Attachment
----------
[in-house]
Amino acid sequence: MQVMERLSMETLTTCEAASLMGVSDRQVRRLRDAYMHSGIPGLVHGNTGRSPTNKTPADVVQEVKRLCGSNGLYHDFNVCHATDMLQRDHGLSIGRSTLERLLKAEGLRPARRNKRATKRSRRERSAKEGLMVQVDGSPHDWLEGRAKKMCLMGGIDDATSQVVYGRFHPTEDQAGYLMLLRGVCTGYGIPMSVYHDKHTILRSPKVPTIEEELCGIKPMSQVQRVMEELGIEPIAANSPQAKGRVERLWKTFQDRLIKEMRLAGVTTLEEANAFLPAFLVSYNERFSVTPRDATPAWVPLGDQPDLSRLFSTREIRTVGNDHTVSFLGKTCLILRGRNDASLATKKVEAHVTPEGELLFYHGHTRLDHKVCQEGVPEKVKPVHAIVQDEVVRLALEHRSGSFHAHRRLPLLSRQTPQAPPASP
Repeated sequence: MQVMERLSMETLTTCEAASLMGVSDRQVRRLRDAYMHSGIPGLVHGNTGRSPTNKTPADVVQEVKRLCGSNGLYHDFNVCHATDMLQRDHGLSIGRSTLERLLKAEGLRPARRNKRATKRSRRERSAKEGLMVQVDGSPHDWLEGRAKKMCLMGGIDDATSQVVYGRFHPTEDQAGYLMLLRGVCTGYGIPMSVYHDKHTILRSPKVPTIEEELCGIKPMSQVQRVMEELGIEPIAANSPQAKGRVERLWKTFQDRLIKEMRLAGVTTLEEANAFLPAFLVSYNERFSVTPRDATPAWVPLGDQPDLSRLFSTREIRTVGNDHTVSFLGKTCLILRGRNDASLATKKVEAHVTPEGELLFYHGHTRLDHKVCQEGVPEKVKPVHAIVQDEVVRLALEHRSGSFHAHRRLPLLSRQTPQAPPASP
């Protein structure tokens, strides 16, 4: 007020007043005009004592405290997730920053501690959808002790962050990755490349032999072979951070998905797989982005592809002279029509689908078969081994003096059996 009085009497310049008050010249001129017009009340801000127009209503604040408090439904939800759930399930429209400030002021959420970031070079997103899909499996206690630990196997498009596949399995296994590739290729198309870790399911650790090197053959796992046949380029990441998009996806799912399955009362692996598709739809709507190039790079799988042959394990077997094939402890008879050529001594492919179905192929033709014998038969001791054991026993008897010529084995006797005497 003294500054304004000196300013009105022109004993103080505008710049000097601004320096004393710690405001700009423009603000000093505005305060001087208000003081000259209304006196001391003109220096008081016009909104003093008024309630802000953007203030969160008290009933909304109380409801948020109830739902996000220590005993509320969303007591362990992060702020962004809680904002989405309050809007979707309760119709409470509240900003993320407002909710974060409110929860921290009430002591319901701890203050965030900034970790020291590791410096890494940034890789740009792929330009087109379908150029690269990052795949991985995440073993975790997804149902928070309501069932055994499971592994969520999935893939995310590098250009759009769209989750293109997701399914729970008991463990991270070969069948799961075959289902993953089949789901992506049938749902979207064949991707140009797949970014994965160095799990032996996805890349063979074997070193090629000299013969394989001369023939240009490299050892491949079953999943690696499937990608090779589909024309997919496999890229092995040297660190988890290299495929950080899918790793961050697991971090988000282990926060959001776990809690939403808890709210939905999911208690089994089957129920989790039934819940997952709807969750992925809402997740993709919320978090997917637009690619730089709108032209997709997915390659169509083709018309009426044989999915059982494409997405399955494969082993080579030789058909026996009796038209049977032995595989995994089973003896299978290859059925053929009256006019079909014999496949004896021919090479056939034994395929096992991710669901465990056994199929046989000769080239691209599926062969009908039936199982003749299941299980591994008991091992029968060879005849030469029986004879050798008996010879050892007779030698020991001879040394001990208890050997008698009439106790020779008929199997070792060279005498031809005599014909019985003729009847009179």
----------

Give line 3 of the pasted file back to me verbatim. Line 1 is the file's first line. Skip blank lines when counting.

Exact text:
Repeated sequence: MQVMERLSMETLTTCEAASLMGVSDRQVRRLRDAYMHSGIPGLVHGNTGRSPTNKTPADVVQEVKRLCGSNGLYHDFNVCHATDMLQRDHGLSIGRSTLERLLKAEGLRPARRNKRATKRSRRERSAKEGLMVQVDGSPHDWLEGRAKKMCLMGGIDDATSQVVYGRFHPTEDQAGYLMLLRGVCTGYGIPMSVYHDKHTILRSPKVPTIEEELCGIKPMSQVQRVMEELGIEPIAANSPQAKGRVERLWKTFQDRLIKEMRLAGVTTLEEANAFLPAFLVSYNERFSVTPRDATPAWVPLGDQPDLSRLFSTREIRTVGNDHTVSFLGKTCLILRGRNDASLATKKVEAHVTPEGELLFYHGHTRLDHKVCQEGVPEKVKPVHAIVQDEVVRLALEHRSGSFHAHRRLPLLSRQTPQAPPASP